LastPass quietly admits it suffered an outage it first denied
Password manager LastPass Inc. has suffered an outage that kept some users from accessing their accounts and hence their passwords.
Reports of LastPass users being unable to access their account first emerged over the weekend on social media. Exactly what was involved with the outage is unknown, and it didn’t helped that LastPass initially denied there was an issue. It later said there was, without publicizing the disclosure.
— Ryan Dunlop (K0UJX) (@Piper_at_Dawn) January 17, 2020
LastPass has two Twitter accounts, its main @LastPass account and its @LastPassStatus account. On its main account, it outright denies any issues, saying to a user that “our engineering team has checked the status of our service and they cannot find any issues on our side. This is why nothing has been posted to our service status page.”
But on its Status page, later, it states, “RESOLVED: After a thorough investigation, we’ve identified and resolved the login errors caused by a bug in a recent release impacting a small set of users. This has been resolved and all services are now functional.”
The company did go on to say in a blog post today that “over the weekend, a small group of LastPass users may have experienced error messages when attempting to log into their accounts. The LastPass team identified the isolated issue, confirmed it was not a widespread outage, and it has been completely resolved. All services are now working, and no user action is needed.”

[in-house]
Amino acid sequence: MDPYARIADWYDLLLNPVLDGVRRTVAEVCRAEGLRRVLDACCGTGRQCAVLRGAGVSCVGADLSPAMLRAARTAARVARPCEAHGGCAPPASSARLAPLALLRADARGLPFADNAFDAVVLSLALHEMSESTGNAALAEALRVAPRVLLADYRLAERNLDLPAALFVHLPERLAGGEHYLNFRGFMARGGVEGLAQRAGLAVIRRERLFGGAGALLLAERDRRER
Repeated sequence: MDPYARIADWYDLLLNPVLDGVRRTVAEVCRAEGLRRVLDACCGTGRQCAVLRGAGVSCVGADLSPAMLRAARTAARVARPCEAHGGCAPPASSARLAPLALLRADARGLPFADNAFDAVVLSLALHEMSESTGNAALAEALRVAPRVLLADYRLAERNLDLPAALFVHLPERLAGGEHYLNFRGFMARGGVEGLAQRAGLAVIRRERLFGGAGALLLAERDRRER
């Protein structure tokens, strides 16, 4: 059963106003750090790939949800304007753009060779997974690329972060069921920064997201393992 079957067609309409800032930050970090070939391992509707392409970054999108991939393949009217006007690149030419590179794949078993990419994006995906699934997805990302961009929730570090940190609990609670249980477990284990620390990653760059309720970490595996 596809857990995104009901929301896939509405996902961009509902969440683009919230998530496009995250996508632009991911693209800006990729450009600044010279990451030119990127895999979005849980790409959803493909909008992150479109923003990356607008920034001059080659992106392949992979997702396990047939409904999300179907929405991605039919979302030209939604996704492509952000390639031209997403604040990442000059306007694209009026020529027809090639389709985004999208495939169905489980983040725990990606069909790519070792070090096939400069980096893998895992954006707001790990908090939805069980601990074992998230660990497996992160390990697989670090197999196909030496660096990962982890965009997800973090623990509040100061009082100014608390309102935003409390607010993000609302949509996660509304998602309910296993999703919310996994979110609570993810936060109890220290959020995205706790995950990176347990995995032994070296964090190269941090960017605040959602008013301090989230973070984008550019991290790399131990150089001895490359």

You’re right. I’m giving them until tomorrow. If they don’t respond I’m cancelling my acct and starting the arduous task of rebuilding my password management on 1Password. I think LastPass was bought by LogMeIn. The quality of their service has dropped unbelievably. https://t.co/a9p80irXbM
— lulublu22 (@lulubluboo) January 19, 2020
Companies experience outages and issues, so LastPass can’t be knocked for that. However, denying its existence and then not admitting later that it was wrong and there was an issue on its main social media accounts, not just Twitter but Facebook as well, is not good form.
Transparency should be at the top of the company’s list given its previous issues. The company was famously hacked in 2015 and has suffered other issues since then, including a vulnerability that exposed user passwords in 2017 and more recently in September had to patch a bug that allowed malicious websites to steal login credentials.
LastPass remains popular, rated the most popular password manager as of July, but popularity doesn’t give companies an excuse to not be upfront with their users. Password managers are a dime a dozen and there is no shortage of competitors to LastPass.
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